With injuries to several core defencemen plaguing the Vancouver Canucks, it may come as a relief to many fans that Bieksa returned to skating, undergoing an individual session at the Agrodome.
The Canucks bluechip blueliner lost three months of his young career due to a lacerated calf muscle that has prevented him from skating, and provided him with a reserved seat in the press box. Coming off a break-out season which earned him a new contract, Bieksa was expected to play as a top four defencemen on the Canucks backend.
The injury occurred three months ago at GM Place in a contest against the Nashville Predators. Bieksa attempted to finish a check along the end boards and got tangled up with Nashville’s Vern Fiddler. The two clumsily separated with Bieksa ending up on the ground, and Fiddler’s skate grazing his calf. There was no maliciousness or intent in the action; it was simply unfortunately accidental for Bieksa, the Canucks, and all of their fans.
The seriousness of this injury kept Bieksa on crutches for weeks, and prevented him from engaging in any physical activity. He was relieved to be able to skate again, but found he had to work through a little bit of rust before he started to feel comfortable.
“I’ve been looking forward to this day for a long time and I had some fun out there today,” said Bieksa. “I felt like I had the balance like when I was a kid. It was a little wobbly at first but it came back pretty quick. It felt good [in the end], my leg feels fine and it was nice to get the first one out of the way.”
“We’ll take it skate by skate. Today I was doing some tight turns, maybe next skate we’ll ramp it up a bit and make it a little more difficult. I’ll communicate back and forth with the training staff and the doctors and we’ll figure it out, but I don’t imagine I’ll be going too much harder than I did today for a week or two.”
Bieksa did not feel any pain throughout the morning skate, appearing to be strong and capable in each drill. The parameters of his rehabilitation produce no timeline for recovery, but it is expected that he will skate on his own for some time before jumping into a team practice.
“There’s no pain, there’s been no pain for a while, and it’s just a matter of getting the strength back,” said Bieksa. “It’s not 100% right now, and that’s why I kind of feel it when I’m pushing off with that leg more so than the other one. I’ll keep working it in the gym, and keep strengthening it, and hopefully I’ll feel better on the ice when I do that.”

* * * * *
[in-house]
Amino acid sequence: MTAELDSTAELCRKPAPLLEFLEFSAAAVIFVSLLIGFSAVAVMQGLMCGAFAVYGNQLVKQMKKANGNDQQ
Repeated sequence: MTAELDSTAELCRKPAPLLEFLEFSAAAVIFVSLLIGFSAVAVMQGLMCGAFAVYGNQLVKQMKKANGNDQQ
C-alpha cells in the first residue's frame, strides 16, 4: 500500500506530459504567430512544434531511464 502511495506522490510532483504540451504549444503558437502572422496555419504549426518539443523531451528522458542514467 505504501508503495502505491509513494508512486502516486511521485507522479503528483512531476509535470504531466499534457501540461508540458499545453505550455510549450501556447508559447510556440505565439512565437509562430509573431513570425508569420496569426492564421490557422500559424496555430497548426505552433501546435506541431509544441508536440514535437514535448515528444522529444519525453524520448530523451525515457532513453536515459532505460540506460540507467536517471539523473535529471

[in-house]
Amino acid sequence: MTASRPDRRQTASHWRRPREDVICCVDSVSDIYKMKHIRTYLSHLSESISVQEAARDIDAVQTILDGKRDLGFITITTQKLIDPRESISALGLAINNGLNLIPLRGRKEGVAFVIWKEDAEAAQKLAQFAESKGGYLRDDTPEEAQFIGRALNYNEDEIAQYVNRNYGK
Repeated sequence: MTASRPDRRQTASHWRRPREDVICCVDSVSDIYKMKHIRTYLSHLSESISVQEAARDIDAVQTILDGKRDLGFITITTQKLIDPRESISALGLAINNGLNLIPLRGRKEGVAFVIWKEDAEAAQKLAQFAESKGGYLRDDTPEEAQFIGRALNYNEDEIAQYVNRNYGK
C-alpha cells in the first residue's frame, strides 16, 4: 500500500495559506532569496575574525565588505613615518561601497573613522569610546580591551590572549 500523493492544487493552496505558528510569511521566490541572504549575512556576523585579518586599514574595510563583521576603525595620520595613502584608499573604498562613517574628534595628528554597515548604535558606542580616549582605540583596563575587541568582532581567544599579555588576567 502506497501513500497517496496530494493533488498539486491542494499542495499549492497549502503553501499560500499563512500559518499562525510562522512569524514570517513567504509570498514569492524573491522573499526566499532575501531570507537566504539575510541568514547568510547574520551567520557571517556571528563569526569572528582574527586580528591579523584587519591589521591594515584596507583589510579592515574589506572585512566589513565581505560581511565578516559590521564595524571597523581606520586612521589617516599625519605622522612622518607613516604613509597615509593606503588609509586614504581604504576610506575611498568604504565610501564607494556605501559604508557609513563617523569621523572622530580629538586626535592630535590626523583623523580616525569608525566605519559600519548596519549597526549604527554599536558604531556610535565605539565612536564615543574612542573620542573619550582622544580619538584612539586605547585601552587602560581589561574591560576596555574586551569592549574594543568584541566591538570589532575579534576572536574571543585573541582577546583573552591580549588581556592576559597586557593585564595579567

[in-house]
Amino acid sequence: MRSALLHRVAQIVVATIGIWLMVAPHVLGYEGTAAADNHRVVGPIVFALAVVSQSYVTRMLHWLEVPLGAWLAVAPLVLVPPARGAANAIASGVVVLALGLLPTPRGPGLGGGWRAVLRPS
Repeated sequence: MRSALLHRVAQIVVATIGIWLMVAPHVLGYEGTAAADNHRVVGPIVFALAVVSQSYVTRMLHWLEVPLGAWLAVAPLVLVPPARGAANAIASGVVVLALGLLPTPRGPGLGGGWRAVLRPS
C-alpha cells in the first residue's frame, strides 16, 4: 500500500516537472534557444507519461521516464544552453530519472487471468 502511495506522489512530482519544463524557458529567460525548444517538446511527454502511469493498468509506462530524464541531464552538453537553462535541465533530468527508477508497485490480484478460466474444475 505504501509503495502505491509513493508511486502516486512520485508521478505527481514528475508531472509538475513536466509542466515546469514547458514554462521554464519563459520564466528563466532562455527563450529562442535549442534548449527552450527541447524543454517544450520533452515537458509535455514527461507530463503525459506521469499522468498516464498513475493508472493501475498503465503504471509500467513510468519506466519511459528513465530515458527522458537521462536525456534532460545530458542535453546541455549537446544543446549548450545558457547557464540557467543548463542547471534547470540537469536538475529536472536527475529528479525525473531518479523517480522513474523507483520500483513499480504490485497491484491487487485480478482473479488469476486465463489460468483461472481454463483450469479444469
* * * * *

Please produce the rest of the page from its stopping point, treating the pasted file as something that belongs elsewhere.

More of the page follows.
With the recent struggles on Vancouver’s backend, there may be surmounting pressure on Bieksa to push along his recovery and rush into the line-up. However, his rehab program should, and will, cater towards ensuring Bieksa's longevity and the team's future.
“Obviously there is temptation [to try and get into the line-up] but at the same time I’m trying to get a feel for my leg out there and trying to feel how it reacts to turning right and turning left. I don’t want to be stupid my first skate, push it too much and re-aggravate it,” insisted Bieksa.
“I’m kind of going through this whole process being very cautious. I am looking to get better as quick as possible, but also as smart as possible.”
With that being said, Bieksa’s competitive nature makes it increasingly frustrating to be rendered useless in an important part of the season in which his team is faulting.
“That does make it [even more] difficult not to be on the ice helping out and contributing, but that can’t affect my process in terms of speeding anything up with me, but it is tough to watch,” said Bieksa.
Bieksa individual session saw him skating with long time defensive partner Willie Mitchell, who is also battling injury.
“[To see Kevin back was] great, obviously; it’s been a while since we played together,” said Mitchell. “He looks good for being off the ice that long, he’s skating pretty well and it’s nice to have him out there.”
“Obviously he brings a different dimension to our team which at certain times this year we’ve been lacking. Last year we got a lot of secondary scoring and he was one of the guys [contributing], this year we’re not scoring a lot of goals so any guy who can create some offence you’d love to have back.”
Although Bieksa may be far from taking part in an actual game, the fact that he has overcome such a dramatic grievance and returned to skating instills an encouraging hope and inspiration within many of his teammates.
“It’s exciting to see him back not only for the team but personally. It’s a big injury and a real serious injury, and to see him back skating and doing the things that he loves to do, which is obviously play hockey, is exciting for me as a friend and it’s good to see,” said Mitchell.
In his second-full season in the NHL Bieksa has the potential to be a threatening force in a defensively-minded system; to the demise of both himself and the team, he has not received the opportunity to prove himself. With a full-recovery on the horizon, Canuck fans can expect to see a motivated Bieksa that will instill stability and confidence into a currently fragile blueline.
While Bieksa may be the answer to Vancouver’s defensive woes, we will have to wait until he has completed a full and healthy recovery.
“It was my first skate [and nothing more]; I’m trying not to look too far ahead.”
And neither should we.